- Pinto, Antônio F.M.; Berger, Markus; Reck Jr., José; Terra, Renata M.S.; Guimarães, Jorge A. Lonomia obliqua venom: In vivo effects and molecular aspects associated with the hemorrhagic syndrome Toxicon Volume 56, Issue 7, 15 December 2010, Pages 1103–1112
- Ian Wyllie (1981). The Cuckoo. Universe Books. ISBN 978-0-87663-371-7.
- McCullough, Deborah G., Raffa Kenneth A., Chris Williamson R. Natural Enemies of Gypsy Moth: The Good Guys. Michigan State University Extension Bulletin E-2700, April 1999
- Bertani, Rogério & Guadanucci, José Paulo Leite (2013). "Morphology, evolution and usage of urticating setae by tarantulas (Araneae: Theraphosidae)". Zoologia (Curitiba) 30 (4): 403–418. doi:10.1590/S1984-46702013000400006.
- Bertani, R.; Boston, T.; Evenou, Y.; Guadanucci, J.P.L. (2003). "Release of urticating hairs by Avicularia versicolor (Walckenaer, 1837) (Araneae, Theraphosidae)". Bulletin of the British Arachnological Society 12 (9): 395–398.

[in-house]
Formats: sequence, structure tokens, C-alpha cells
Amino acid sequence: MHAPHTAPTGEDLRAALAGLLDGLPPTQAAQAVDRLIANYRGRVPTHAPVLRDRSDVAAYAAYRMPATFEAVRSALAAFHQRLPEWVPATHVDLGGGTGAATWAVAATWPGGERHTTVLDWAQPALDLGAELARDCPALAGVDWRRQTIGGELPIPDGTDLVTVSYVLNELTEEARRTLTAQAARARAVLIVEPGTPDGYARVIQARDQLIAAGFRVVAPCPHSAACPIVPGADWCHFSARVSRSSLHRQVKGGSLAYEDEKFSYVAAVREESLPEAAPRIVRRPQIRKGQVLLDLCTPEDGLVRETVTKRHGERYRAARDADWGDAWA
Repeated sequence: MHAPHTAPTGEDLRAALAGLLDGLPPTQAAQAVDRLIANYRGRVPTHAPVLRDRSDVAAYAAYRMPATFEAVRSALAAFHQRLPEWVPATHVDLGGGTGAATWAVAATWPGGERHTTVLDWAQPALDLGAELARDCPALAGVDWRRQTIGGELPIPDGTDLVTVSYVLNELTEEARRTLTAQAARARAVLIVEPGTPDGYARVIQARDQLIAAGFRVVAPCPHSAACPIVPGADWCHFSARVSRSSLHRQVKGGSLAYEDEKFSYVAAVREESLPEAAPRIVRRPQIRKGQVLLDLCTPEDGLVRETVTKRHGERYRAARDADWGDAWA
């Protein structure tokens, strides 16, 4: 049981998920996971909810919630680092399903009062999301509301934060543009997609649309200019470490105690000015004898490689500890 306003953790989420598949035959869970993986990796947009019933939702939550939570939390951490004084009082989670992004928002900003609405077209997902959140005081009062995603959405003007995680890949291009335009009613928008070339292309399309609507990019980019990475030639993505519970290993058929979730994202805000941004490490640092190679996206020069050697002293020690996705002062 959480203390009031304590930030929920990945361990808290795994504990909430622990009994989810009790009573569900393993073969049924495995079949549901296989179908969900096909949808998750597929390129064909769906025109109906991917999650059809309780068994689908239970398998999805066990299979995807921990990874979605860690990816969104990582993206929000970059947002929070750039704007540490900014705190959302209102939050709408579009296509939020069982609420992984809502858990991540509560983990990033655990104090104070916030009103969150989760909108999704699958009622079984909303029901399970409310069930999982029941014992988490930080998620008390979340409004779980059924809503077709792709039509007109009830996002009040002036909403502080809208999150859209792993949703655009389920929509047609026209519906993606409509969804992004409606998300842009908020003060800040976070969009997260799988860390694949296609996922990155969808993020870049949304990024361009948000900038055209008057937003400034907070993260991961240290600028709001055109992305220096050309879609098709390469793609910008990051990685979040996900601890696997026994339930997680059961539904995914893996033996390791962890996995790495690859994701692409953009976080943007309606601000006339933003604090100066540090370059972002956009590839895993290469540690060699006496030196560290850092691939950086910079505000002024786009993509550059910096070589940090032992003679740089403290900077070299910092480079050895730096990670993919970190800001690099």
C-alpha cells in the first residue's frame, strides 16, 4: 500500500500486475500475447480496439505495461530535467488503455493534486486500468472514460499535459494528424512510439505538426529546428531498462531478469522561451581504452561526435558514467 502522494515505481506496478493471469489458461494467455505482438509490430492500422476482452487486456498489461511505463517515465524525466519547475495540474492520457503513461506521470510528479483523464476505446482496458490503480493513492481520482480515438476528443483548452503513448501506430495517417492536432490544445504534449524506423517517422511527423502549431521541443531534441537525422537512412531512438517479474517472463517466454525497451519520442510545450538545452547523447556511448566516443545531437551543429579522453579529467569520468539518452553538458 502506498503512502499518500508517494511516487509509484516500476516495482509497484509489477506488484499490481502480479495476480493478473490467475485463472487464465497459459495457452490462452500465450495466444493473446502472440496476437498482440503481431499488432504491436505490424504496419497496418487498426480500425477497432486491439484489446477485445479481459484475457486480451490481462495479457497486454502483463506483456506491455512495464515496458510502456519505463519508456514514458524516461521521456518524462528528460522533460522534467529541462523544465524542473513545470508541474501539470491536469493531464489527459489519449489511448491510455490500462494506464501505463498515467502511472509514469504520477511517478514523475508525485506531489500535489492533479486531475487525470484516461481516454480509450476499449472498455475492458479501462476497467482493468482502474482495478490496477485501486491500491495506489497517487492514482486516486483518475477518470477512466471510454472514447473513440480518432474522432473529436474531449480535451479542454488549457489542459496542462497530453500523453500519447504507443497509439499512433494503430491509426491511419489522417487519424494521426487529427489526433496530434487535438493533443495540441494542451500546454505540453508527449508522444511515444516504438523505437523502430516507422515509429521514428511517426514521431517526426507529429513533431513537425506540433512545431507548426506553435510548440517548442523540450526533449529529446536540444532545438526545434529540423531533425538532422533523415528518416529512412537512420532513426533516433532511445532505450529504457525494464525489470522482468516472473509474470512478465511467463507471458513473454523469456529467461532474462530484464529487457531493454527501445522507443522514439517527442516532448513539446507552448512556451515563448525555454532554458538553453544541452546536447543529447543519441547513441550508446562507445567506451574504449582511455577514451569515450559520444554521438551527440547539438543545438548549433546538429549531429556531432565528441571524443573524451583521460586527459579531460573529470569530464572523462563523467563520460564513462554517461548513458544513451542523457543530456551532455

- Chao-Kai Hsu, Mark Ming-Long Hsur, Rick C. West, Yau-I Chu: Skin Injury Caused by Urticating Hair of Tarantula. Dermatologica Sinica. September 2007, S. 232-237
- Norris, J.H.; Carim, Z.I.; Morrell, A.J. (2010). "Spiderman's eye" (PDF). The Lancet 375 (9708): 92. doi:10.1016/s0140-6736(09)61672-x. Retrieved 10 April 2013.
- Matheson, R. (1950). Medical Entomology (2nd ed.). Ithaca, New York: Comstock Publications.
- Riley, W.A.; Johannsen, O.A. (1938). Medical Entomology: a Survey of Insects and Allied Forms Which Affect the Health of Man and Animals. New York: McGraw-Hill.
- Roth, L.M.; Eisner, T. (1 January 1962). "Chemical Defenses of Arthropods" (PDF). Annual Review of Entomology 7 (1): 107–136. doi:10.1146/annurev.en.07.010162.000543. Retrieved 10 April 2013.
- Wirtz, R.A. (1 January 1984). "Allergic and Toxic Reactions to Non-Stinging Arthropods". Annual Review of Entomology 29 (1): 47–69. doi:10.1146/annurev.en.29.010184.000403.
- Urticating Caterpillars chapter in United States Environmental Protection Agency and University of Florida/Institute of Food and Agricultural Sciences National Public Health Pesticide Applicator Training Manual
- Summary of Lancet article at Physorg.